A guide to plant selection for your landscape

By Heather Kirk-Ballard

LSU AgCenter Horticulturist

December — and winter in general — in Louisiana is a fine time to plant in the landscape. Now is the time to add trees, shrubs and cool-season annual and perennial bedding plants. The key is to know what to plant, where to plant and what the intended use of the space is.

Some things you want to avoid planting this time of year are tropical plants, warm-season annual bedding plants and turfgrasses. But that still leaves a great deal of plants to work with.

This is a great time to plant trees and shrubs. Lower temperatures and recent rainfall will help make this a much easier task.

Remove and consider replacing any trees and shrubs that died during the drought and extreme heat of the summer. For trees and shrubs that did not die but show signs of distress, we may not know the true extent of the damage for years to come. Keep an eye on them and consult a certified and licensed arborist for help with deciding on corrective actions or removal.

When selecting plants for the landscape, it's crucial to consider various factors to ensure their successful growth and how they contribute to the overall aesthetic and functional goals of the design. Consider the purpose of your landscape — whether it's for aesthetics, functionality such as privacy screening or specific themes.

When aesthetics is the goal, think about the color palette and texture of the plants, ensuring they complement one another and contribute to the desired visual appeal. Don’t forget about seasonal interest.

Seasonal interest in plant selection refers to the ability of plants to provide visual appeal and distinctive features throughout different seasons of the year. It involves choosing plants that offer a variety of characteristics such as flowers, foliage color, fruits or other ornamental elements that change with the seasons. The goal is to create a landscape that remains visually appealing and dynamic, even as the natural environment undergoes seasonal shifts.

Another important factor to consider is the climate. As we saw this year, we need to be selecting trees and shrubs that can tolerate extended droughts and extreme temperatures in both winter and summer.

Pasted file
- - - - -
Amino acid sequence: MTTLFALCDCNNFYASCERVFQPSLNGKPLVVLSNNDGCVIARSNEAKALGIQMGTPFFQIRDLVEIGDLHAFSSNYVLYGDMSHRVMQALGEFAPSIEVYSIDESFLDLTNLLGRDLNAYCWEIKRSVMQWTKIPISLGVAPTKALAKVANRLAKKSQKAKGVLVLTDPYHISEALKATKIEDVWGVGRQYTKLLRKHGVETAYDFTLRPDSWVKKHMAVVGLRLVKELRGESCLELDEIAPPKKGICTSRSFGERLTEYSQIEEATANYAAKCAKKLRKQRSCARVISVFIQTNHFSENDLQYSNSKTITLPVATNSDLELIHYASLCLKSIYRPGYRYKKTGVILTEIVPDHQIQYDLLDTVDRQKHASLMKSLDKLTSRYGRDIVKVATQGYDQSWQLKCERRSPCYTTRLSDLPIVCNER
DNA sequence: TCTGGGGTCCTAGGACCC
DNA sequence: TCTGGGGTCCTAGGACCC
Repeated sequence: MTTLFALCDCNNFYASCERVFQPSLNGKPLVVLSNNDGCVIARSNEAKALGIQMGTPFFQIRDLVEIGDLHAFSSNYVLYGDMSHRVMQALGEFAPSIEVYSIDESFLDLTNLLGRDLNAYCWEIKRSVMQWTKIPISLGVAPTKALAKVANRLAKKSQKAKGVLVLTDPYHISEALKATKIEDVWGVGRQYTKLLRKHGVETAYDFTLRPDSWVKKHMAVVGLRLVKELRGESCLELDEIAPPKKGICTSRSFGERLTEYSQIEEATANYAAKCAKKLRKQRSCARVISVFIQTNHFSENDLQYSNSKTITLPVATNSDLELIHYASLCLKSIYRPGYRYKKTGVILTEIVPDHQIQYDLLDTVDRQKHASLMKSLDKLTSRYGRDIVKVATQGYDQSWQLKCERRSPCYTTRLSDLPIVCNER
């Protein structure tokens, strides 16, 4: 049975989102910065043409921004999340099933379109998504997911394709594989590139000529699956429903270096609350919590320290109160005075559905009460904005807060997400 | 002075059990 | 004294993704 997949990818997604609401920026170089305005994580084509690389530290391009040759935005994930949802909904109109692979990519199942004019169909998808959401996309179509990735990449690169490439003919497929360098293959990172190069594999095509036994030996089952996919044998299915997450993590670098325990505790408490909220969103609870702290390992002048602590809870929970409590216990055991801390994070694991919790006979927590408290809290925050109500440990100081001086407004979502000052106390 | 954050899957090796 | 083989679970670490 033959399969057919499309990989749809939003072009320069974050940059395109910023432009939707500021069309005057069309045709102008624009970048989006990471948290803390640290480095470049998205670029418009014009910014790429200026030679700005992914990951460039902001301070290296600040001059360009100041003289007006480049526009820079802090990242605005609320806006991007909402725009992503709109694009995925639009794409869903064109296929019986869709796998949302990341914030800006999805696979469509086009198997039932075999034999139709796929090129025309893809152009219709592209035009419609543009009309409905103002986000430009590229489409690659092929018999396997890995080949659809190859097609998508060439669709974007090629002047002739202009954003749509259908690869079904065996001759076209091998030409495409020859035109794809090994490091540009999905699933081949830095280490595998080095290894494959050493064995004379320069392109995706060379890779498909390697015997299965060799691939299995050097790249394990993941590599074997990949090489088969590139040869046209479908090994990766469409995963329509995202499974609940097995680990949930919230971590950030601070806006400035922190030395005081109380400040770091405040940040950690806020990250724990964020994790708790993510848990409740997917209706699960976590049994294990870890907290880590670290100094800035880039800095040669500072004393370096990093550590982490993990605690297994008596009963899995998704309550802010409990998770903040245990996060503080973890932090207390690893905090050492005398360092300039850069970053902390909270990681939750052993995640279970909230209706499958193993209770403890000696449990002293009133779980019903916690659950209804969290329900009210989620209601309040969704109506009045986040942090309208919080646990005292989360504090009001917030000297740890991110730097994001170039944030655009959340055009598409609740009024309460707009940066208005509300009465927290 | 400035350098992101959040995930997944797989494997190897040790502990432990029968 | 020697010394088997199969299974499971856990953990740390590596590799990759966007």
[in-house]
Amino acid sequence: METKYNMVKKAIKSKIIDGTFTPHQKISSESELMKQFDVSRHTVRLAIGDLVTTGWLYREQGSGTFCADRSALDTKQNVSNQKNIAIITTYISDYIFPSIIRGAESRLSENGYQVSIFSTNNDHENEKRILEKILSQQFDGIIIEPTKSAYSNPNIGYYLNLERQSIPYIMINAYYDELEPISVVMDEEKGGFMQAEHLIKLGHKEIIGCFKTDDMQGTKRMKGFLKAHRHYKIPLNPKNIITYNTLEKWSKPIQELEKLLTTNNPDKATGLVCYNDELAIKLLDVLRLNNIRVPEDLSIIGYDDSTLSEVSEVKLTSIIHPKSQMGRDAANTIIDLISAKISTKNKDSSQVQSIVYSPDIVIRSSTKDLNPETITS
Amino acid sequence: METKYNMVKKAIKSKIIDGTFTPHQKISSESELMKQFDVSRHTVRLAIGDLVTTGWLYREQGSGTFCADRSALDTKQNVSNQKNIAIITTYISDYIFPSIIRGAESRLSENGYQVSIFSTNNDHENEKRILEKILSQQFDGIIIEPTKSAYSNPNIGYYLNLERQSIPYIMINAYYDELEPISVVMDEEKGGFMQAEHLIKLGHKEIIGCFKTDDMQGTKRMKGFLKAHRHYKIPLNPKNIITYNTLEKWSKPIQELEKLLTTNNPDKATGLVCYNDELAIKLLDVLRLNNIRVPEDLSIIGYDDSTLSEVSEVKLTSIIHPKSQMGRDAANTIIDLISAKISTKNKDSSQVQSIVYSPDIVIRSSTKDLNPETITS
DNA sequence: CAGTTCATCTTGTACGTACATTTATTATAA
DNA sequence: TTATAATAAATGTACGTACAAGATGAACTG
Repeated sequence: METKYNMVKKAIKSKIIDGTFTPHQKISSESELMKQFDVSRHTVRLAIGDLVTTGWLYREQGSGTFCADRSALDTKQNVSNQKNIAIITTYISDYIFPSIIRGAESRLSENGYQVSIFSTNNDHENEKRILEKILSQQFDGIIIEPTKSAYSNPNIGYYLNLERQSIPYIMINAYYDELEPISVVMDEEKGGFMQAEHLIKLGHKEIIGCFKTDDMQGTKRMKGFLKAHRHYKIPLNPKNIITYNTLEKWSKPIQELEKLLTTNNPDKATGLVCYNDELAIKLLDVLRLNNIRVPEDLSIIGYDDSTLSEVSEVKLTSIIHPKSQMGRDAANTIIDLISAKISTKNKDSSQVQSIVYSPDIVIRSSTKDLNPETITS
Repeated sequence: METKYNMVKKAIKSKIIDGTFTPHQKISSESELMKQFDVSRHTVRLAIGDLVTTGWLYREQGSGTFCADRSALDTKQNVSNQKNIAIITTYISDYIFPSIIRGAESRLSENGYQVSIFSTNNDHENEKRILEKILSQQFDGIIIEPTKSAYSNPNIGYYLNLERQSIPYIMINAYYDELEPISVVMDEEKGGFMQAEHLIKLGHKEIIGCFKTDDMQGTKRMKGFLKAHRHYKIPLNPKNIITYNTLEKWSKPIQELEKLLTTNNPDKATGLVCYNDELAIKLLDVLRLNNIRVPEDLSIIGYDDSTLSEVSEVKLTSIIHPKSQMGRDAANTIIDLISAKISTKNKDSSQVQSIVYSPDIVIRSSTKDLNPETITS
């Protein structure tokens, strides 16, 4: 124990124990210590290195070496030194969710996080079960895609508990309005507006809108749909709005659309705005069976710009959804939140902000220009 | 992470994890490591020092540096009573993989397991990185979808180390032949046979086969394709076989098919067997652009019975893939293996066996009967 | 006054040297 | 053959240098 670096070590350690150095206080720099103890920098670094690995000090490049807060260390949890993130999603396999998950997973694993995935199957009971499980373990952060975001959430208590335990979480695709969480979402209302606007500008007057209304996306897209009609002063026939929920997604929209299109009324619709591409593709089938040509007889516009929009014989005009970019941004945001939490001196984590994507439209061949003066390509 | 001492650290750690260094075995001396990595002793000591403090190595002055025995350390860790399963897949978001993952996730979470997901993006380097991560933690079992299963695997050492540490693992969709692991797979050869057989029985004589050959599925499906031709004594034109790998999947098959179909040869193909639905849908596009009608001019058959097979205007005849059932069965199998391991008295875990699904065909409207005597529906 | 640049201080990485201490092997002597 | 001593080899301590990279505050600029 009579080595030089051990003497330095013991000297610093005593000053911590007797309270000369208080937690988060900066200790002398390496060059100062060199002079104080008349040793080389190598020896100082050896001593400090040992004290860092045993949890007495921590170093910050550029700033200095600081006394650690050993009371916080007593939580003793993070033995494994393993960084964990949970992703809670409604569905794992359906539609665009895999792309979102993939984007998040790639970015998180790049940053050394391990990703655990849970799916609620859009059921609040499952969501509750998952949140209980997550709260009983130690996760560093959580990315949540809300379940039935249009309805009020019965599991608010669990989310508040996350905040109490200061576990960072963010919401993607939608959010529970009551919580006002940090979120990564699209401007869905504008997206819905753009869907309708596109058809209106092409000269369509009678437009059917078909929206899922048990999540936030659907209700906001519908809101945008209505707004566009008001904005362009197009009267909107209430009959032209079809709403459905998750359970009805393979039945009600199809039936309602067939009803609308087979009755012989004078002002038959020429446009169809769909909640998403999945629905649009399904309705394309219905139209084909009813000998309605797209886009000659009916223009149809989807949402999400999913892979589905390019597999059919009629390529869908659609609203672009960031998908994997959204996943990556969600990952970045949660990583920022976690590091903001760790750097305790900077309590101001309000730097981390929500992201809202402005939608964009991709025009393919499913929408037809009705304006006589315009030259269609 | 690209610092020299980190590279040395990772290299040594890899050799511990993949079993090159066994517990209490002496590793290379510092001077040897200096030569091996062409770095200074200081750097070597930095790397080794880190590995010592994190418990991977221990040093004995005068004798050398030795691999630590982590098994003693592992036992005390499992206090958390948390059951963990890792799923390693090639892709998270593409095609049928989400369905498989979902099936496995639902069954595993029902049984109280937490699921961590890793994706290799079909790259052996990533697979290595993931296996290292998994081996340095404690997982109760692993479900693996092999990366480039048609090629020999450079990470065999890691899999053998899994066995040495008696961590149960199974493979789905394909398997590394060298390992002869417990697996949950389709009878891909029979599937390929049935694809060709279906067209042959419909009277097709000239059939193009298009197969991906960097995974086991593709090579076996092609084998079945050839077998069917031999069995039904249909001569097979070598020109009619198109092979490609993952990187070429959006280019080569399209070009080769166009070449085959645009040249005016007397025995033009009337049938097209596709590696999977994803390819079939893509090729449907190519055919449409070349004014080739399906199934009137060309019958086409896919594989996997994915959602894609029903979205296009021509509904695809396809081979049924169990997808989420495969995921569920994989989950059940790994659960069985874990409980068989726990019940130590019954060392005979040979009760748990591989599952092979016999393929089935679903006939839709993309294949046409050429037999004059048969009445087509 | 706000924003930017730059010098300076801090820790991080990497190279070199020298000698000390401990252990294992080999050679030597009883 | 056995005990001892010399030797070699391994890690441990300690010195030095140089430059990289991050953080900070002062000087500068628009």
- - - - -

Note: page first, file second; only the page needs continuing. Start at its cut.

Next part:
Another important consideration is the amount of available space. Consider plant growth, both horizontally and vertically. Choose plants that fit the area and won't overcrowd or obstruct other elements. Be sure to plant large trees an appropriate distance from the home based on their size at maturity. This cannot be stressed enough.

Consider the maintenance requirements of the plant selections. Evaluate your willingness and ability to maintain the landscape. Select plants that match your desired level of maintenance, whether low maintenance or those requiring more care.

It’s a good idea to select plants based on their disease resistance. Check plant tags or talk with retail garden center workers and the LSU AgCenter to understand what plants have improved resistance. Always consider the resistance of plants to pests and diseases to minimize the need for chemical interventions and promote overall plant health.

Be aware of any local regulations or restrictions regarding certain plant species, especially those that may be invasive or pose ecological risks. Talk with experts to understand if your plant selection may be considered an invasive species. Try to incorporate native plants, which are adapted to the local environment and support local ecosystems. However, nonnative species can also be used thoughtfully.

Don’t forget about wildlife appeal. Select plants that attract beneficial wildlife such as pollinators, birds and butterflies, contributing to a biodiverse ecosystem.

The amount of sunlight the area gets is another important consideration. Choose appropriate selections for that amount of light. Trees that bloom will bloom far less in areas of heavy shade and little sunlight. Check plant tags and be sure to match plants with their specific sunlight needs, whether they thrive in full sun, partial shade or full shade.

Other important factors are the soil type of the landscape and the watering needs of the plants. Most plants require good drainage; others can tolerate low spots that hold water. Choose accordingly. Also, if you do not plan to irrigate when rain is scarce, make sure you choose plants that are drought tolerant.

By carefully considering these factors, you can create a well-balanced and sustainable landscape that aligns with your preferences, local conditions and design objectives.

Cypress needles and knees on the ground.

Select plants that match your desired level of maintenance. Cypress knees pose many problems for homeowners. Photo by Heather Kirk-Ballard/LSU AgCenter

Live oak tree.

Consider the full size of the plant at maturity when selecting plants. Photo by Heather Kirk-Ballard/LSU AgCenter.

Birds sitting on holly tree.
Keep wildlife and ecosystem services in mind when selecting plants. Photo provided by Norman Winter

11/29/2023 3:59:04 PM
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